Freeing the French Resistance from Gestapo Jail, Amiens 1944 – Raid
With D-Day looming, early 1944 was a time of massive intelligence activity across northern France, and many résistants were being captured and imprisoned by the Germans. Among the jails full of French agents was Amiens, where hundreds awaited likely execution for their activities. To repay their debt of honour, MI6 requested an air raid with a seemingly impossible brief: to simultaneously blow holes in the prison walls, free as many men and women as possible while minimizing casualties, and kill German guards in their quarters. The crews would have to fly their bomb-run at an altitude of just 20ft. Despite the huge difficulties, the RAF decided that the low-level specialists of No. 140 Wing had a chance of success.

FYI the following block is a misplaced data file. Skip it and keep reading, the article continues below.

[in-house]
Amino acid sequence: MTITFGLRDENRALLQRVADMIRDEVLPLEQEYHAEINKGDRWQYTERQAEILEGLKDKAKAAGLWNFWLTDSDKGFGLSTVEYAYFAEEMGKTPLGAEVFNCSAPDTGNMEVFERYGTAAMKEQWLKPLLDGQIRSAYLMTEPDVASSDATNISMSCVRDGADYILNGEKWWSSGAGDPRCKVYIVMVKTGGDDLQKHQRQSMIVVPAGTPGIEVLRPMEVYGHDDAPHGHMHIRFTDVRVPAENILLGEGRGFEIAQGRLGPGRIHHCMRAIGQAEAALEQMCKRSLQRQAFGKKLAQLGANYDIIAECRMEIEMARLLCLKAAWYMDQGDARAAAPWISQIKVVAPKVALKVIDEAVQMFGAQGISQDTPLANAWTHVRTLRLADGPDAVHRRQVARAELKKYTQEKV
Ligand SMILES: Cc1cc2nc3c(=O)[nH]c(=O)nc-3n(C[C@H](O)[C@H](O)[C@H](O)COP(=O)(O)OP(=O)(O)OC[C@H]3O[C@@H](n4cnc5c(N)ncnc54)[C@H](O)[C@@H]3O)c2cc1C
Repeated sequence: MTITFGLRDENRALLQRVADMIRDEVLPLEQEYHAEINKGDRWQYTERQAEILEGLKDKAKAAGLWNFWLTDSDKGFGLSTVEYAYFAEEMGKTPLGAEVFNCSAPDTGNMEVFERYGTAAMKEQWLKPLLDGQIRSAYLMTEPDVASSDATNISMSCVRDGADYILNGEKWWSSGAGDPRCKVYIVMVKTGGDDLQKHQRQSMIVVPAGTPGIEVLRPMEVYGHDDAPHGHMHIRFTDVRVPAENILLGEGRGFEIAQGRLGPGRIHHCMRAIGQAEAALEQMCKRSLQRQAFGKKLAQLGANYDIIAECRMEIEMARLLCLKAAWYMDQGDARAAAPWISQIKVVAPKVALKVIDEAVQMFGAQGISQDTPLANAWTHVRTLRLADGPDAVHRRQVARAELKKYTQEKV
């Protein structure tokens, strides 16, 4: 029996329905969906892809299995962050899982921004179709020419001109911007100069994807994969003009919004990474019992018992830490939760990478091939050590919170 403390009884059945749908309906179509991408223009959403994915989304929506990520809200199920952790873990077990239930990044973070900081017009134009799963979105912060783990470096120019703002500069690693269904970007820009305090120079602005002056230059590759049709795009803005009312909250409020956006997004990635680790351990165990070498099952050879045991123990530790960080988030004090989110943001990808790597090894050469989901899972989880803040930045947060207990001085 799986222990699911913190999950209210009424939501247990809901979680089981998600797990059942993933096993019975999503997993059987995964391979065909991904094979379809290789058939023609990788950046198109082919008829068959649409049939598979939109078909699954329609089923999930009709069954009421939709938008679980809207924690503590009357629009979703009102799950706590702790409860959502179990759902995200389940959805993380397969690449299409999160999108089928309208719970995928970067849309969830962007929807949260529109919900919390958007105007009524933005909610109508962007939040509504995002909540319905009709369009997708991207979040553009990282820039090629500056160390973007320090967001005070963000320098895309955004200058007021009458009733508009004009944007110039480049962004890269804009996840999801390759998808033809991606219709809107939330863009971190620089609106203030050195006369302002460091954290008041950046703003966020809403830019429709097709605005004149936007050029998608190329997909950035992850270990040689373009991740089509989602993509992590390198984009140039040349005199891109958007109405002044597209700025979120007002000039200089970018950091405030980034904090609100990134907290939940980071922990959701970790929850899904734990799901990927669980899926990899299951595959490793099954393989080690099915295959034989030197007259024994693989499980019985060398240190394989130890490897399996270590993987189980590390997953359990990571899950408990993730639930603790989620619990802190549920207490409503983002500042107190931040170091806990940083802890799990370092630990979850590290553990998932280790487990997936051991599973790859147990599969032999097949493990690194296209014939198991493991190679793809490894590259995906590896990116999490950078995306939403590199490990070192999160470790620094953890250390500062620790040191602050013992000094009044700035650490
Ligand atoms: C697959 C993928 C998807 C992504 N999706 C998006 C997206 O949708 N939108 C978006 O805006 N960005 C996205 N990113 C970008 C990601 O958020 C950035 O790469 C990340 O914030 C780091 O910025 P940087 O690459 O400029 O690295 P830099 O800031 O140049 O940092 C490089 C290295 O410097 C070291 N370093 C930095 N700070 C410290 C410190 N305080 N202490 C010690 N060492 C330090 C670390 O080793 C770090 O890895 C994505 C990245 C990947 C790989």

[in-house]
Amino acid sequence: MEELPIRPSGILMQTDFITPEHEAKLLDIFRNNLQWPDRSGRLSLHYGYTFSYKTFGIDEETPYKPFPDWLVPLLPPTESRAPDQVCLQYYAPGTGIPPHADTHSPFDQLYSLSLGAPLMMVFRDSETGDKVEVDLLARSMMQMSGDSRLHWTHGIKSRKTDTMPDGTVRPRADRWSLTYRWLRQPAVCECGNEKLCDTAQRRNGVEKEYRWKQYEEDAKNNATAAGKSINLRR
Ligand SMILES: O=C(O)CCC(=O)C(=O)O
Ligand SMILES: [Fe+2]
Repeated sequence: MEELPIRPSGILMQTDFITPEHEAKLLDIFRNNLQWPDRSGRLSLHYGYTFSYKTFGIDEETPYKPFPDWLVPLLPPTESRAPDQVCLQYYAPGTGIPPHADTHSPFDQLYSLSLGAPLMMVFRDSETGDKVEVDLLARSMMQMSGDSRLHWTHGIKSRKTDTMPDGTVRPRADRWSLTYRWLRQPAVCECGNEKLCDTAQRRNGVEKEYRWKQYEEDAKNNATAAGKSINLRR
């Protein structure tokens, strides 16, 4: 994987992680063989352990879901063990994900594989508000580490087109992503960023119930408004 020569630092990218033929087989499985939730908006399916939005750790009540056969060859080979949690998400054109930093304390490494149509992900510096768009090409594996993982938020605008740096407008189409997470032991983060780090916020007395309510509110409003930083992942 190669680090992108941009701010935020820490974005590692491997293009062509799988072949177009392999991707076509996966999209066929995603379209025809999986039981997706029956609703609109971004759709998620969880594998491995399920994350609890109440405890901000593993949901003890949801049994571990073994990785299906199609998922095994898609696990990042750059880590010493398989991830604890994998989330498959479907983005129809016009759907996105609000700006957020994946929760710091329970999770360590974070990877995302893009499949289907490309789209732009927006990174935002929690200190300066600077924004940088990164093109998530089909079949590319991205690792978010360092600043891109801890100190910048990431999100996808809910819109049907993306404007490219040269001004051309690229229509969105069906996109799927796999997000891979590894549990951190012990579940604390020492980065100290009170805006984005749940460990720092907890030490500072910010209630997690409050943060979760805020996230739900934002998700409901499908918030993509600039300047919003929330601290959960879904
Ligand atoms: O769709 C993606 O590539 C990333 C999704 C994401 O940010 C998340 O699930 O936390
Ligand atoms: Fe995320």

With the aid of first-hand accounts, explanatory 3D diagrams and dramatic original artwork, the eminent historian Robert Lyman explains how one of the most difficult and spectacular air raids of World War II was pulled off, and debunks some of the myths over why the raid was ordered in the first place.